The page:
Tuesday, April 19, 2011

Iraq prospects


Remember Iraq? You know, that ancient Mesopotamian country the United States has been afflicting since 2003? Well, under the Status of Forces Agreement (SOFA) that the Bush administration negotiated with Iraq's pretense of a government, U.S. troops are supposed to be all gone by the end of 2011.

Lots of thoughtful people have doubted that will really happen. What -- the empire give up an outpost that also sits on such vast quantities of oil? Can't be.

But I've long thought it would happen, because, little as our media can admit it, the U.S. is quietly slinking out of a country we never controlled nor defeated, though we sure made a mess of millions of Iraqi lives while trying. The Democratic administration can't have our troops dying in any significant numbers in that war zone: Afghanistan is more than enough to roil domestic political waters. And then there's the effort to dispose of Qaddafi.

Thus it is interesting to read what Adam L. Silverman, a culture and foreign language adviser at the U.S. Army War College, thinks is going to happen. From Tom Rick's "defense" blog:

The Iraqis, and here I'm referring to every major faction, have made it very, very clear beginning with our Sawha allies out in Anbar starting back in 2007, that they are waiting for us to leave. They are waiting for us to leave in order to settle scores.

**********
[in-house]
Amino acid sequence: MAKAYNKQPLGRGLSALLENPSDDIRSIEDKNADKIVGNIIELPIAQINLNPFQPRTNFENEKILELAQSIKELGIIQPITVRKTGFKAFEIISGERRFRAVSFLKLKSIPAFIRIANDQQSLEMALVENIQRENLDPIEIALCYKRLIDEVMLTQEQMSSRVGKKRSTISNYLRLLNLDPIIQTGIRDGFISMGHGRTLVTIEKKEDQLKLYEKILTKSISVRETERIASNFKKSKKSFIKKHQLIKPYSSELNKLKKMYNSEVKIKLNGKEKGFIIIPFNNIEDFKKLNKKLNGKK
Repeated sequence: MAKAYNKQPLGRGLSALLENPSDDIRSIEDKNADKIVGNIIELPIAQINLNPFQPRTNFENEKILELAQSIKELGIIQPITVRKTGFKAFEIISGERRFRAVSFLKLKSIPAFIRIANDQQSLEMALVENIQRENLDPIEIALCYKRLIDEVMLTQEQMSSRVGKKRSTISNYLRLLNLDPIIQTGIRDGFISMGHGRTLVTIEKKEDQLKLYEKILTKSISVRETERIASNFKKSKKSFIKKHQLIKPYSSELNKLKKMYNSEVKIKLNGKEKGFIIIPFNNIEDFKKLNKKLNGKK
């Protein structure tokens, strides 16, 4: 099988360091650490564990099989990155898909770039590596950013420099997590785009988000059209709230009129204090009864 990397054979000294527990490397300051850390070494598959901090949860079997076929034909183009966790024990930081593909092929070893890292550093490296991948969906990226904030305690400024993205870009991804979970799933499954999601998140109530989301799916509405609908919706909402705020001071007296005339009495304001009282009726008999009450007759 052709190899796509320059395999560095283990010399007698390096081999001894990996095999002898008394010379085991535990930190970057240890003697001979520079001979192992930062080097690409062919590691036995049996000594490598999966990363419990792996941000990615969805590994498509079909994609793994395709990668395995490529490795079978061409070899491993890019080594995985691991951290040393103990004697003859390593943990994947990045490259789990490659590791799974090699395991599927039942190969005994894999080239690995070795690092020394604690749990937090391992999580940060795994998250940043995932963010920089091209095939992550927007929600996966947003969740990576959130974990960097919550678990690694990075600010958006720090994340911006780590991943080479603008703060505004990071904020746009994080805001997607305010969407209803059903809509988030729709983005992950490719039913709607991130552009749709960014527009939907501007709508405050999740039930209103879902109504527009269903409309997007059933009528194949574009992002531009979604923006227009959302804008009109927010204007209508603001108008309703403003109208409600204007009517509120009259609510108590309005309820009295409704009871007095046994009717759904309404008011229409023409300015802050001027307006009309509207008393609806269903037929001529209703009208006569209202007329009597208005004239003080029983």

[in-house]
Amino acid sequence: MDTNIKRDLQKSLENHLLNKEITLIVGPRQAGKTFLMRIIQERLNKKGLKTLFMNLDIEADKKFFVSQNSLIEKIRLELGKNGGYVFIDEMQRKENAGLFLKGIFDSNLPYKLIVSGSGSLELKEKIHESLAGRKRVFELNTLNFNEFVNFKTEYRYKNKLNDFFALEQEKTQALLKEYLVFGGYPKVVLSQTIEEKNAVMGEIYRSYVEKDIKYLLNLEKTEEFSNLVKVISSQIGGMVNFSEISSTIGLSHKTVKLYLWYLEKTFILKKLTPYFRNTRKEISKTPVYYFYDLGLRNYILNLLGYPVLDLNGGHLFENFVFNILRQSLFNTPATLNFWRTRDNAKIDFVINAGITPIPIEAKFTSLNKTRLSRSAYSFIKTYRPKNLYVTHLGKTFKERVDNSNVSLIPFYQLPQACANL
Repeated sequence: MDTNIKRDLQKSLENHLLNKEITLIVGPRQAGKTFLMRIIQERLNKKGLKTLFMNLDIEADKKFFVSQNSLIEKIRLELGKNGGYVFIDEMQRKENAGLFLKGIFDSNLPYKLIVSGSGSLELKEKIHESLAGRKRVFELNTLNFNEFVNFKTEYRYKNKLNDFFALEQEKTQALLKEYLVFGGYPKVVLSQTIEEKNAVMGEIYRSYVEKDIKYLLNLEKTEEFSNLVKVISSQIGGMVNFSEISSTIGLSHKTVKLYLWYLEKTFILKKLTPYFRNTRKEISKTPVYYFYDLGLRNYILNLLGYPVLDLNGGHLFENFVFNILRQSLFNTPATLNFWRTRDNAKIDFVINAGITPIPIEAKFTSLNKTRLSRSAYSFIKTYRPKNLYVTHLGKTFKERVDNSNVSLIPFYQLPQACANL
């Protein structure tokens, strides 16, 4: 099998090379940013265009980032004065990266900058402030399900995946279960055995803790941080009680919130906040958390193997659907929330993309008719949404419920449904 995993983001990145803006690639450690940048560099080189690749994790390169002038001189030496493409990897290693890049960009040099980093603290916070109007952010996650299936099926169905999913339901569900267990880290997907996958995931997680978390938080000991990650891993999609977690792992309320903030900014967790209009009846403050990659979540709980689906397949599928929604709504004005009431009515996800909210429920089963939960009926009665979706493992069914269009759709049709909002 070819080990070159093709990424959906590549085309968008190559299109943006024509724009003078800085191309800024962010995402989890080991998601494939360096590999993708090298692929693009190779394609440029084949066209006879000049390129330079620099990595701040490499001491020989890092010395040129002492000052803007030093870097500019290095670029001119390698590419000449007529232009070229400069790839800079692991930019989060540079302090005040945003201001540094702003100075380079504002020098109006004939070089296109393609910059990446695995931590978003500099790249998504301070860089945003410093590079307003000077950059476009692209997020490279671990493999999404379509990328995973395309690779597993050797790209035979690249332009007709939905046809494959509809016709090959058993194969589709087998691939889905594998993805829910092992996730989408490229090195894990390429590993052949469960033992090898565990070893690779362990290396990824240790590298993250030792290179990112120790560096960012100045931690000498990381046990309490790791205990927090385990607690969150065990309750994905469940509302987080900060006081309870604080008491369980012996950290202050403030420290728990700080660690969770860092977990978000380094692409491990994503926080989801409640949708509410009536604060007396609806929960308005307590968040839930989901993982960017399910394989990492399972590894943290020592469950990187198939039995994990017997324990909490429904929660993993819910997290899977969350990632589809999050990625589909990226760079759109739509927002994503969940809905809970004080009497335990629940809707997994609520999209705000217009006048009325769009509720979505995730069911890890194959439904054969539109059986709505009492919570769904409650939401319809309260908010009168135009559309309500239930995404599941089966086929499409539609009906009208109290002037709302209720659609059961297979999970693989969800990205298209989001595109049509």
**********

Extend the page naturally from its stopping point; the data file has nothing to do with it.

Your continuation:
The Sunnis and non-expatriate Shiite that make up the Sawha and primary opposition that composed the Iraqiyya Party (which was disenfranchised from forming the most recent Iraqi government after winning the largest plurality due to Prime Minister Nouri al-Maliki's directing the power of the state at them in a successful attempt to reverse the electoral outcome) know they can't really win a head on confrontation, but they've made it repeatedly clear that they are ready to fight (back).

Maliki is waiting for us to go so that he can cut his forces loose on these folks once and for all and put an end to them. The Sadrists want us gone -- badly! The Kurds want their own state and are just waiting for us to stop paying attention long enough so that they can find an opportune moment to declare independence.

Moreover, given past and/or ongoing Iranian support for the bulk of the parties in the governing coalition (Dawa, Sadrists, the Kurds, ISCI/Badr) they won't allow their proxies to agree to anything that significantly prolongs any significant U.S. presence. They'll tolerate training of security forces as a large number of the Arab portion of the Iraqi Army (IA) are Badr Corps, which is tied directly to the Quds Force. So whatever we teach the IA, we're teaching the Iranians. No need for subterfuge at all.

The Bush administration's war succeeded in none of its objectives -- the current U.S. administration isn't going to waste any of its political capital on trying to hold off the settling of scores that is so likely over the next few years. Silverman worked in Iraq; he thought the occupying force had a responsibility to rebuild what it had destroyed, but was thwarted at every turn by ideologies emanating from GOP Washington. But reading his description of the post-invasion snafus, it seems utterly clear that the U.S. never understood much about Iraq at all. Just enough to blow things and people up.

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